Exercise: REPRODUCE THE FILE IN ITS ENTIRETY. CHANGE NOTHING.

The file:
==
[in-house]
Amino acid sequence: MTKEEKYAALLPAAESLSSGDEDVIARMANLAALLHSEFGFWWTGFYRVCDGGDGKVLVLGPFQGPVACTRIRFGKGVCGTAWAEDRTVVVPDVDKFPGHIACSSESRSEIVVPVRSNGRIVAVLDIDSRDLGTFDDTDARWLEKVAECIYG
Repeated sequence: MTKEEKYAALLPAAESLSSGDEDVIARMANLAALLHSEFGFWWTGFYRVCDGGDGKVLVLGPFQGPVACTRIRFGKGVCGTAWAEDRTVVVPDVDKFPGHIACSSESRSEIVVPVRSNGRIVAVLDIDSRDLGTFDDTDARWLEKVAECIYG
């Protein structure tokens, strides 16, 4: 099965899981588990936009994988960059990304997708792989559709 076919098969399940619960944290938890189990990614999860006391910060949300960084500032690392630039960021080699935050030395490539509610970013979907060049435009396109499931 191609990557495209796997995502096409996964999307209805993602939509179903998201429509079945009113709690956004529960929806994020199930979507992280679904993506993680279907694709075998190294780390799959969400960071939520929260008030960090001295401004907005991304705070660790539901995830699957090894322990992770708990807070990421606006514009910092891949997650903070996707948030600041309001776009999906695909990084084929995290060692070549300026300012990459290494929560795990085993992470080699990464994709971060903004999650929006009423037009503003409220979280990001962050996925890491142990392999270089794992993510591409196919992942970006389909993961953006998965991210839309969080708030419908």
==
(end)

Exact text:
[in-house]
Amino acid sequence: MTKEEKYAALLPAAESLSSGDEDVIARMANLAALLHSEFGFWWTGFYRVCDGGDGKVLVLGPFQGPVACTRIRFGKGVCGTAWAEDRTVVVPDVDKFPGHIACSSESRSEIVVPVRSNGRIVAVLDIDSRDLGTFDDTDARWLEKVAECIYG
Repeated sequence: MTKEEKYAALLPAAESLSSGDEDVIARMANLAALLHSEFGFWWTGFYRVCDGGDGKVLVLGPFQGPVACTRIRFGKGVCGTAWAEDRTVVVPDVDKFPGHIACSSESRSEIVVPVRSNGRIVAVLDIDSRDLGTFDDTDARWLEKVAECIYG
């Protein structure tokens, strides 16, 4: 099965899981588990936009994988960059990304997708792989559709 076919098969399940619960944290938890189990990614999860006391910060949300960084500032690392630039960021080699935050030395490539509610970013979907060049435009396109499931 191609990557495209796997995502096409996964999307209805993602939509179903998201429509079945009113709690956004529960929806994020199930979507992280679904993506993680279907694709075998190294780390799959969400960071939520929260008030960090001295401004907005991304705070660790539901995830699957090894322990992770708990807070990421606006514009910092891949997650903070996707948030600041309001776009999906695909990084084929995290060692070549300026300012990459290494929560795990085993992470080699990464994709971060903004999650929006009423037009503003409220979280990001962050996925890491142990392999270089794992993510591409196919992942970006389909993961953006998965991210839309969080708030419908």